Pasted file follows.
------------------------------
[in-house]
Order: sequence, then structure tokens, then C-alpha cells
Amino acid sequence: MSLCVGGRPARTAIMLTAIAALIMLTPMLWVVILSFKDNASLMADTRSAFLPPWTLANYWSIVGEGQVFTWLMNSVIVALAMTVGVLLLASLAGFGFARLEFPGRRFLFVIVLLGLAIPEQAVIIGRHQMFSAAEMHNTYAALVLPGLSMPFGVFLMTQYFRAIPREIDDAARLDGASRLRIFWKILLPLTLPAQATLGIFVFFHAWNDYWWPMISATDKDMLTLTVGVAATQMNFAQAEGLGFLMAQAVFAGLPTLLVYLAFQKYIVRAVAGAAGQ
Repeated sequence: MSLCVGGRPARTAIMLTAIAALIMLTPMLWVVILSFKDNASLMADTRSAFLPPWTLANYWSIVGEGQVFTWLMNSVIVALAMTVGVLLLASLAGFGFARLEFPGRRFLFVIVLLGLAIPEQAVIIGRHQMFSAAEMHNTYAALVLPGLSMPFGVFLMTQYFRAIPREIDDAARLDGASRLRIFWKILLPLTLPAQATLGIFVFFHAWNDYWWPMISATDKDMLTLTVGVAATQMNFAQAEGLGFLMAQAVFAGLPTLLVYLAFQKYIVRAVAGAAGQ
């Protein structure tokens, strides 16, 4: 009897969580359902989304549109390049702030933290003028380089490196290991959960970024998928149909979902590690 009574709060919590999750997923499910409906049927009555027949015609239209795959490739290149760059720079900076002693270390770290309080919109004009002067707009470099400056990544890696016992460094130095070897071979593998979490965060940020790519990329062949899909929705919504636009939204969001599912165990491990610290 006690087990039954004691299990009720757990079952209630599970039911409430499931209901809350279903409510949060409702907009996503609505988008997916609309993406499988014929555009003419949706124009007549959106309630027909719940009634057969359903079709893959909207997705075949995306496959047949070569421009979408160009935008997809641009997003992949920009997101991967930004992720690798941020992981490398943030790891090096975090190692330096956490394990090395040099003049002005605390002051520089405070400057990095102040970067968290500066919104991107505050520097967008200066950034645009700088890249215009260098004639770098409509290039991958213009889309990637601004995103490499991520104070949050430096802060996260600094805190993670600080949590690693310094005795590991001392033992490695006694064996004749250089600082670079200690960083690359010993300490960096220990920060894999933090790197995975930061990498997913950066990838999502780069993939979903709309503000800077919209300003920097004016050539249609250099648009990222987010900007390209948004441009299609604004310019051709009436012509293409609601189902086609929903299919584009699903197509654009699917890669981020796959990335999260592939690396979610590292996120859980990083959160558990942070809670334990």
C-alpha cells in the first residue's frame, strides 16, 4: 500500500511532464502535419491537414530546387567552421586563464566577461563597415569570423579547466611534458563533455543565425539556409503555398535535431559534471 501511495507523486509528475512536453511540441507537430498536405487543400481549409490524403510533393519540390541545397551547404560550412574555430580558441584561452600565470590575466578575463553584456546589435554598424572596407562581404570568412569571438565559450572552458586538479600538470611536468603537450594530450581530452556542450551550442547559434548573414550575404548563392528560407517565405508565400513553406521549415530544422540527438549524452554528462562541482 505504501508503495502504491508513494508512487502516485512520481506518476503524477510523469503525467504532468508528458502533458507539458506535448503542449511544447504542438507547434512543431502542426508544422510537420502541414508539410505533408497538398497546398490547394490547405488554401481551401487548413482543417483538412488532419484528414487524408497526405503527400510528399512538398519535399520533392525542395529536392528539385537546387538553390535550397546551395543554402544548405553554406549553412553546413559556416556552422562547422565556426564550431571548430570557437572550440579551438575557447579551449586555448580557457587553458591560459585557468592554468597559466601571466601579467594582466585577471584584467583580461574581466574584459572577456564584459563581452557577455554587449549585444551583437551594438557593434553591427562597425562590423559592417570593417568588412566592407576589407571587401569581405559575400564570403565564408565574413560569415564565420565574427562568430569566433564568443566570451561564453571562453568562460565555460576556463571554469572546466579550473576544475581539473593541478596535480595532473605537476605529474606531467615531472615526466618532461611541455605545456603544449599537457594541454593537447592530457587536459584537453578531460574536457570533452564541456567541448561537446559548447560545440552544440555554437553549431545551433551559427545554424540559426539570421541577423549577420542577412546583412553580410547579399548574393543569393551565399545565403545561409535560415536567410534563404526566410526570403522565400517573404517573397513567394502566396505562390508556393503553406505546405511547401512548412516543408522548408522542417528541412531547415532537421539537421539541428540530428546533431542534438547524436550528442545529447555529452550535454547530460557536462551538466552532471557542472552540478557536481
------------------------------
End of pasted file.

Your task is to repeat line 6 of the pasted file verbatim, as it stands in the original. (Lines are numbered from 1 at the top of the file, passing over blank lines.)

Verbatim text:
C-alpha cells in the first residue's frame, strides 16, 4: 500500500511532464502535419491537414530546387567552421586563464566577461563597415569570423579547466611534458563533455543565425539556409503555398535535431559534471 501511495507523486509528475512536453511540441507537430498536405487543400481549409490524403510533393519540390541545397551547404560550412574555430580558441584561452600565470590575466578575463553584456546589435554598424572596407562581404570568412569571438565559450572552458586538479600538470611536468603537450594530450581530452556542450551550442547559434548573414550575404548563392528560407517565405508565400513553406521549415530544422540527438549524452554528462562541482 505504501508503495502504491508513494508512487502516485512520481506518476503524477510523469503525467504532468508528458502533458507539458506535448503542449511544447504542438507547434512543431502542426508544422510537420502541414508539410505533408497538398497546398490547394490547405488554401481551401487548413482543417483538412488532419484528414487524408497526405503527400510528399512538398519535399520533392525542395529536392528539385537546387538553390535550397546551395543554402544548405553554406549553412553546413559556416556552422562547422565556426564550431571548430570557437572550440579551438575557447579551449586555448580557457587553458591560459585557468592554468597559466601571466601579467594582466585577471584584467583580461574581466574584459572577456564584459563581452557577455554587449549585444551583437551594438557593434553591427562597425562590423559592417570593417568588412566592407576589407571587401569581405559575400564570403565564408565574413560569415564565420565574427562568430569566433564568443566570451561564453571562453568562460565555460576556463571554469572546466579550473576544475581539473593541478596535480595532473605537476605529474606531467615531472615526466618532461611541455605545456603544449599537457594541454593537447592530457587536459584537453578531460574536457570533452564541456567541448561537446559548447560545440552544440555554437553549431545551433551559427545554424540559426539570421541577423549577420542577412546583412553580410547579399548574393543569393551565399545565403545561409535560415536567410534563404526566410526570403522565400517573404517573397513567394502566396505562390508556393503553406505546405511547401512548412516543408522548408522542417528541412531547415532537421539537421539541428540530428546533431542534438547524436550528442545529447555529452550535454547530460557536462551538466552532471557542472552540478557536481